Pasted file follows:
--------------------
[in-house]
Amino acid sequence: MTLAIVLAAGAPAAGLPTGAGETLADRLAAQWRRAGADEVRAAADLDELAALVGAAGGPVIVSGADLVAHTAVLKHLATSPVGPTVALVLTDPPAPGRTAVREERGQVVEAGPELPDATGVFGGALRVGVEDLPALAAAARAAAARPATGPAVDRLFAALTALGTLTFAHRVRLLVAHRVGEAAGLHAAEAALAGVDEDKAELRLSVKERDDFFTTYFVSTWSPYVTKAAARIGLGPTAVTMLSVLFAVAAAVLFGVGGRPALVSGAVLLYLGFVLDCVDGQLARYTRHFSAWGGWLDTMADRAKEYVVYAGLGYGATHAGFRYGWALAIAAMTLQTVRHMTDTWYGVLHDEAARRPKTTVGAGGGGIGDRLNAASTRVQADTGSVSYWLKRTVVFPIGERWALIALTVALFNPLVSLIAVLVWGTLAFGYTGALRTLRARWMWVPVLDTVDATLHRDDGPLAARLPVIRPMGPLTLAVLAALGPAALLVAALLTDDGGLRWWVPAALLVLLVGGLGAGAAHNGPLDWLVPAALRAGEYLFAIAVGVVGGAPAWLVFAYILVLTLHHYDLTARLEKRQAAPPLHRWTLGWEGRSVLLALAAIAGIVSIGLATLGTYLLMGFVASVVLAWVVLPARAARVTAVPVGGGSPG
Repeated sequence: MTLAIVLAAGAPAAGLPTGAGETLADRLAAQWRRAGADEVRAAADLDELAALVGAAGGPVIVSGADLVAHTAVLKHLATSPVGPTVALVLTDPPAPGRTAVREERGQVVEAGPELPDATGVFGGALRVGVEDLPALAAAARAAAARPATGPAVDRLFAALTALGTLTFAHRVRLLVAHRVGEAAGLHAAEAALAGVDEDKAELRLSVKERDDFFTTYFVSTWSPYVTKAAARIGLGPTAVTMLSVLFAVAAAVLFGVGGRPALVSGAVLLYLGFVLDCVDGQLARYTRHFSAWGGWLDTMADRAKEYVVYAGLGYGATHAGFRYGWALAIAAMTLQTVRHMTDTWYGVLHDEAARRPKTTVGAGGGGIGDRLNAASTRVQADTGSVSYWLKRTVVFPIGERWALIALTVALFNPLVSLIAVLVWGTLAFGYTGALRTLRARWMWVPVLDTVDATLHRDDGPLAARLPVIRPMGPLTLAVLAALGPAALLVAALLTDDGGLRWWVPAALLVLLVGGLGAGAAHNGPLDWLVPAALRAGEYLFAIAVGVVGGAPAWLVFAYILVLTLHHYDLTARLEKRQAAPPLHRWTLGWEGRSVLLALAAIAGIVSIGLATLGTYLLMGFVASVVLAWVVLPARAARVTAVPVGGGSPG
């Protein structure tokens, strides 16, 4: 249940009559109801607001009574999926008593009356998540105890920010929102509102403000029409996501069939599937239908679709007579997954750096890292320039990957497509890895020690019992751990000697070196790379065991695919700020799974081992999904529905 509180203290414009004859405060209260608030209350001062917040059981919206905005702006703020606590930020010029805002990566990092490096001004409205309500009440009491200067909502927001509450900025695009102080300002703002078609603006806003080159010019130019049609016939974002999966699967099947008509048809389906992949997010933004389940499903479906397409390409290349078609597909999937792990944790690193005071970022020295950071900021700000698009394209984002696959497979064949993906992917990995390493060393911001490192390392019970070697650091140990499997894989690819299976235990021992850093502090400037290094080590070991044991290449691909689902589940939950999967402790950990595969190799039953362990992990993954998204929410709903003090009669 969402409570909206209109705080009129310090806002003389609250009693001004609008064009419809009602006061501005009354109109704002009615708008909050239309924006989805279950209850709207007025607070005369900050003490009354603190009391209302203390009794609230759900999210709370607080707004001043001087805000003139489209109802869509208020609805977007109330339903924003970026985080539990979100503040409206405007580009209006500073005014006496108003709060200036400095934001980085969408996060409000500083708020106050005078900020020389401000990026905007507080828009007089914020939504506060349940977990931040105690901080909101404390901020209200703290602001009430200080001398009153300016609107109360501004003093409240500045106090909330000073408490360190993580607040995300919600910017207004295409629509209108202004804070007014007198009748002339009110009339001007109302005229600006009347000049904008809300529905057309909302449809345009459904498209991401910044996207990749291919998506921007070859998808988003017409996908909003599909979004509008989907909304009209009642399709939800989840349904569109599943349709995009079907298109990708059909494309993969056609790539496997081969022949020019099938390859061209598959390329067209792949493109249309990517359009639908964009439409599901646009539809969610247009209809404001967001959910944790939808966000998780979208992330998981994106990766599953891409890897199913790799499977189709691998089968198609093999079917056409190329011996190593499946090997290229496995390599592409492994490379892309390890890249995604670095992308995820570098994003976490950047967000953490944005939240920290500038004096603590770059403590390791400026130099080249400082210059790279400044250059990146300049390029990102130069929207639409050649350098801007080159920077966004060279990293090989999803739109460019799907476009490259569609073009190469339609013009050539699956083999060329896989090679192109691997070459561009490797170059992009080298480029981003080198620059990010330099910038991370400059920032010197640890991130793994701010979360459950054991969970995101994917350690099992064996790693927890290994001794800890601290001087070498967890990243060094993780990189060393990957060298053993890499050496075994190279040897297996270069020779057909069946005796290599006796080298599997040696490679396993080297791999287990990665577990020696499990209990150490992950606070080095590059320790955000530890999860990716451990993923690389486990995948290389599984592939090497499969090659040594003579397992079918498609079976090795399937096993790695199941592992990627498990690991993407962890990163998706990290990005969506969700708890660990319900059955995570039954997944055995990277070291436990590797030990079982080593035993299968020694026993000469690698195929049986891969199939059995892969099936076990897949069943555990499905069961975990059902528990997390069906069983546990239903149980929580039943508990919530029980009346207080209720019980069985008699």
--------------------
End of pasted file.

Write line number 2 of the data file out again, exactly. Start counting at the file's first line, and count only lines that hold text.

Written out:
Amino acid sequence: MTLAIVLAAGAPAAGLPTGAGETLADRLAAQWRRAGADEVRAAADLDELAALVGAAGGPVIVSGADLVAHTAVLKHLATSPVGPTVALVLTDPPAPGRTAVREERGQVVEAGPELPDATGVFGGALRVGVEDLPALAAAARAAAARPATGPAVDRLFAALTALGTLTFAHRVRLLVAHRVGEAAGLHAAEAALAGVDEDKAELRLSVKERDDFFTTYFVSTWSPYVTKAAARIGLGPTAVTMLSVLFAVAAAVLFGVGGRPALVSGAVLLYLGFVLDCVDGQLARYTRHFSAWGGWLDTMADRAKEYVVYAGLGYGATHAGFRYGWALAIAAMTLQTVRHMTDTWYGVLHDEAARRPKTTVGAGGGGIGDRLNAASTRVQADTGSVSYWLKRTVVFPIGERWALIALTVALFNPLVSLIAVLVWGTLAFGYTGALRTLRARWMWVPVLDTVDATLHRDDGPLAARLPVIRPMGPLTLAVLAALGPAALLVAALLTDDGGLRWWVPAALLVLLVGGLGAGAAHNGPLDWLVPAALRAGEYLFAIAVGVVGGAPAWLVFAYILVLTLHHYDLTARLEKRQAAPPLHRWTLGWEGRSVLLALAAIAGIVSIGLATLGTYLLMGFVASVVLAWVVLPARAARVTAVPVGGGSPG